October 6, 1997
SACRAMENTO, California — Shouting “¡Sí, se puede!” and “Justice! Now!” more than 1,000 farm workers and janitors, along with other unionists, students, and community activists, marched through this state capital September 18, led by the United Farm Workers union. They came to press for the right of farm workers and janitors to organize into unions free from intimidation by the bosses and the police.
There have been many marches and rallies this year to back the UFW campaign to organize the 20,000 strawberry workers in California. “I’m here to support the struggles of the working class and poor,” student Teresa Rodríguez said. “People see the numbers out here. They try and ignore you, but people working here could see us.” Rodríguez also took note of the recent strike victories against United Parcel Service and the Bay Area Rapid Transit.
October 6, 1972
There are rumors in the media that private talks between [Secretary of State] Henry Kissinger and North Vietnamese representatives have resulted in some sort of agreement regarding the Vietnam war. Any such agreement constitutes a violation of the right of the Vietnamese to self-determination. The only right the U.S. has in Vietnam is to get out, immediately and unconditionally!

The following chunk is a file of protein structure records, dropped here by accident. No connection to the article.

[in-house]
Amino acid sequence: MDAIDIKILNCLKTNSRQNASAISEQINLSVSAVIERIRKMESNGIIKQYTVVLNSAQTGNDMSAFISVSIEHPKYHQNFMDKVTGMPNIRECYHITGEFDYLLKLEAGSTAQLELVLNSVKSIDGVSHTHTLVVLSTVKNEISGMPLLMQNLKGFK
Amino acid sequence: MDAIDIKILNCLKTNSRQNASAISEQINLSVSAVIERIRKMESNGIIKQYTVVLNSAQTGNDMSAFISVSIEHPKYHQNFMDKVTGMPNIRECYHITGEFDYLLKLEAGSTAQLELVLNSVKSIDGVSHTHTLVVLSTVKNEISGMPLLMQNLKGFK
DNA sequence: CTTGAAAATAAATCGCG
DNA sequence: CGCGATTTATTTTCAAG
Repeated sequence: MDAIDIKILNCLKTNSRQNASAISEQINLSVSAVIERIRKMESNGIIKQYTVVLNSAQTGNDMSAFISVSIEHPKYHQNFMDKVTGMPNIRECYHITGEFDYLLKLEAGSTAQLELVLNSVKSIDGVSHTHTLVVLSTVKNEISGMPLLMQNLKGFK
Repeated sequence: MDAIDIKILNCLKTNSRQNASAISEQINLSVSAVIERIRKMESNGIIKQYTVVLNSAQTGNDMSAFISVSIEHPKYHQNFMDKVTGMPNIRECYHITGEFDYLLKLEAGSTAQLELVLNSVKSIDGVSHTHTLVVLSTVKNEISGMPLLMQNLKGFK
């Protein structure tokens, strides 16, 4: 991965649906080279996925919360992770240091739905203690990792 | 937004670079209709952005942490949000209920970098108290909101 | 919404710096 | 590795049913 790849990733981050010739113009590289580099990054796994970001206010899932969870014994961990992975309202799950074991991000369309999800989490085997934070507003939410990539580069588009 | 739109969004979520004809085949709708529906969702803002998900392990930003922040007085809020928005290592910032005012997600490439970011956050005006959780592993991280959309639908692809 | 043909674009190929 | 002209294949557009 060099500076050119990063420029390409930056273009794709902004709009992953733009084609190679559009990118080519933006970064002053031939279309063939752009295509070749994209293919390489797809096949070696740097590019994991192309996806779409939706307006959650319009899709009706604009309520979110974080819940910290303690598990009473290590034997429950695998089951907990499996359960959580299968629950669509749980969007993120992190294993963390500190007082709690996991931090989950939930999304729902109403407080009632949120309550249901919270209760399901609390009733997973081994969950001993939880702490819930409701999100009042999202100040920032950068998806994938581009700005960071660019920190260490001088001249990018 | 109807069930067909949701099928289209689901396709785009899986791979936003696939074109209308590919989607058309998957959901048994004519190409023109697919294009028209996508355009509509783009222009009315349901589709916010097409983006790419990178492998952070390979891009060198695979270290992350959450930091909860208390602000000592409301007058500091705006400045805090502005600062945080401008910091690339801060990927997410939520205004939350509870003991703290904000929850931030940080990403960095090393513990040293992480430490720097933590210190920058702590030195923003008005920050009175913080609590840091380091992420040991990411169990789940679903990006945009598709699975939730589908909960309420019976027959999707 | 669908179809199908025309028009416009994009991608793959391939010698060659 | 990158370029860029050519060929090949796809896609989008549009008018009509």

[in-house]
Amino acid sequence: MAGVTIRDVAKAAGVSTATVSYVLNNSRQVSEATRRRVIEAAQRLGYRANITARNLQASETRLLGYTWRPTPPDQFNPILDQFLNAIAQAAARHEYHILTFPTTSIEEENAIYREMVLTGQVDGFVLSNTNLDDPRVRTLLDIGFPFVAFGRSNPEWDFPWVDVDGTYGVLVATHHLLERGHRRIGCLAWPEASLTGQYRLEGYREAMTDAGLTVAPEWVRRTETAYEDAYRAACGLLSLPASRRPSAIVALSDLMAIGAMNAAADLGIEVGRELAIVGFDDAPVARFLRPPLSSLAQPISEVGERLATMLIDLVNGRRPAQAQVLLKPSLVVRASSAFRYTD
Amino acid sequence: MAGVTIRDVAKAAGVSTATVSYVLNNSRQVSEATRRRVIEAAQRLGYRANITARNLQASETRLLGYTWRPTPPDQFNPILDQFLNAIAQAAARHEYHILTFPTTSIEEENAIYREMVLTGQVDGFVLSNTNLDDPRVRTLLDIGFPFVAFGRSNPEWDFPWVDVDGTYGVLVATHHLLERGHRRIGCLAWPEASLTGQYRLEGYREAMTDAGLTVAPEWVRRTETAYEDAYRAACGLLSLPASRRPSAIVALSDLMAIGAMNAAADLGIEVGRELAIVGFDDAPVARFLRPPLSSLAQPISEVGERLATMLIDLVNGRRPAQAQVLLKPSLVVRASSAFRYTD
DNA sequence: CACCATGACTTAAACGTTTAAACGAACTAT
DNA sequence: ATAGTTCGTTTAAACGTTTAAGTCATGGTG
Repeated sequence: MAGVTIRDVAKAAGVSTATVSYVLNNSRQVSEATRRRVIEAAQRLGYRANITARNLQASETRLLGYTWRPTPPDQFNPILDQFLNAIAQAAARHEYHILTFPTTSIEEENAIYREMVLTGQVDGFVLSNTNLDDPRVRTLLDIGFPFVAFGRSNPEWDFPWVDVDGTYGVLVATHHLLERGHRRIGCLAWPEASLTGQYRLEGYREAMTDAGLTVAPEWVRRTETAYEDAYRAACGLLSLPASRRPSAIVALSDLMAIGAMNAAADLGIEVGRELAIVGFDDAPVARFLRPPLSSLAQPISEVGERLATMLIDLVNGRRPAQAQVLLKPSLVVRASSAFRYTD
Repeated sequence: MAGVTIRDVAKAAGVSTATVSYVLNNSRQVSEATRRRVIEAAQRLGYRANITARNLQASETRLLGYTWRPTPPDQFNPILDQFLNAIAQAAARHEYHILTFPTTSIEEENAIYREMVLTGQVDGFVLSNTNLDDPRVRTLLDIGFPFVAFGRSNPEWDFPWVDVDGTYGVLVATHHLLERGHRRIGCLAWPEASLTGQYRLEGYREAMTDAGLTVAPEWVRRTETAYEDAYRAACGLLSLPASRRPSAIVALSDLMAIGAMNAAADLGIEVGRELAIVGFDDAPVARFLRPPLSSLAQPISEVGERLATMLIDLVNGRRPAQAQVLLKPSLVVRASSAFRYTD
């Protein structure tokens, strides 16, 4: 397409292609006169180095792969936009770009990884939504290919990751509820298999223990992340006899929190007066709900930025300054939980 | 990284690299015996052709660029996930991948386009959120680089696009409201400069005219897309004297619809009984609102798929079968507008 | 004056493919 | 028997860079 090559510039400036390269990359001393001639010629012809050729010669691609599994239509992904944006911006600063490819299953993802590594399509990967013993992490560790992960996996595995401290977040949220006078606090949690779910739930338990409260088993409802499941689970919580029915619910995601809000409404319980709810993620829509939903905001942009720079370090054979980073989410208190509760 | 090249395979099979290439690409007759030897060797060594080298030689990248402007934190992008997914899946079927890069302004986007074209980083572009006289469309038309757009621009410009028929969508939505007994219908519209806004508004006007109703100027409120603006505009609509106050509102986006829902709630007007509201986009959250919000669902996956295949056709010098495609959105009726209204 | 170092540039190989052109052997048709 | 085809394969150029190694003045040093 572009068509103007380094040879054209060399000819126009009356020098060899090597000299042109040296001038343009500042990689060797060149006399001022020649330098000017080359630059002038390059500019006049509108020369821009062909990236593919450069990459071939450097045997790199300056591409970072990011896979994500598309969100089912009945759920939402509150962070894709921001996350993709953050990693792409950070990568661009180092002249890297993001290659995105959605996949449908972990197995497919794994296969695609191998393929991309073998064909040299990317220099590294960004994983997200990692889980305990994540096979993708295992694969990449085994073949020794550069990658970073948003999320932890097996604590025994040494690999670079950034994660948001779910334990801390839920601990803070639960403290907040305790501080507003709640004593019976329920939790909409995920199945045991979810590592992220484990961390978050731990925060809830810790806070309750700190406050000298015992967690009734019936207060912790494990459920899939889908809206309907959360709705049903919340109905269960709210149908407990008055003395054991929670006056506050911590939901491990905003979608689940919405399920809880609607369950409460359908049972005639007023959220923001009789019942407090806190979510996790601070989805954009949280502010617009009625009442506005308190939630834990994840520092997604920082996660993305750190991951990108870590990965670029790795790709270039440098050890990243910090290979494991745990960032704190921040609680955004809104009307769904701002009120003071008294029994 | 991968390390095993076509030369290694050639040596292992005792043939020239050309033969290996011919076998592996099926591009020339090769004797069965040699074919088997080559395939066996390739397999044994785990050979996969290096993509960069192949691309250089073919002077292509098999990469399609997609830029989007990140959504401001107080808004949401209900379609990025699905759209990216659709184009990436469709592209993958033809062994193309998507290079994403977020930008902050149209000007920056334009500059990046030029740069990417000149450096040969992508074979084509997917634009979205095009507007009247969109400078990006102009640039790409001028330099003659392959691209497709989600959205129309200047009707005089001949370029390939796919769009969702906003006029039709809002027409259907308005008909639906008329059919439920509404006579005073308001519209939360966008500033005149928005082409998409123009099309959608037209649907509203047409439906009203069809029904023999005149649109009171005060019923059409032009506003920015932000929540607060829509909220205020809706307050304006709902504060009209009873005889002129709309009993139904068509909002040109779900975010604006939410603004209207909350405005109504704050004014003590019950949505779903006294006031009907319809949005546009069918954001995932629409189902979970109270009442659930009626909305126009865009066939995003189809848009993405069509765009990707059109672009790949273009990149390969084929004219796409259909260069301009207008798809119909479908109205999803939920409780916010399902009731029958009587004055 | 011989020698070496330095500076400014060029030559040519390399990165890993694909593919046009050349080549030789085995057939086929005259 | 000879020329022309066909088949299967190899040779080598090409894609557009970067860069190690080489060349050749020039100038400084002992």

The April offensive of the Vietnamese liberation forces has again confirmed that the Saigon regime and its army are creatures of the U.S. with no significant backing among the Vietnamese people. The horrendous U.S. air war continues.
Forceful, visible actions by antiwar forces this fall can help draw public attention to the slaughter that continues in Vietnam and repudiate the U.S. rulers’ attempts to negotiate the future of Vietnam.
October 6, 1947
Under the iron hand of the Kremlin bureaucracy, strikes or other demonstrations of the working class are ruthlessly suppressed. Any strike in the Soviet Union or Moscow-occupied territories is thus of unusual significance, indicating as it does heroic resistance to the Stalinist terror.
Such a strike was reported Sept. 25. At Lodz, Poland, 40,000 textile workers, three-fourths of them women, began a strike Sept. 15 against a government-introduced Stakhanovite speed-up system in Polish industry.
This system — stubbornly resisted for years by Russian workers — takes the speed record of an especially skilled worker clocked for a short period to whip the workers of an entire plant or industry to frenzied effort to achieve similar records. The strike of the workers is a protest against the introduction of the vicious Stakhanovite system in Poland.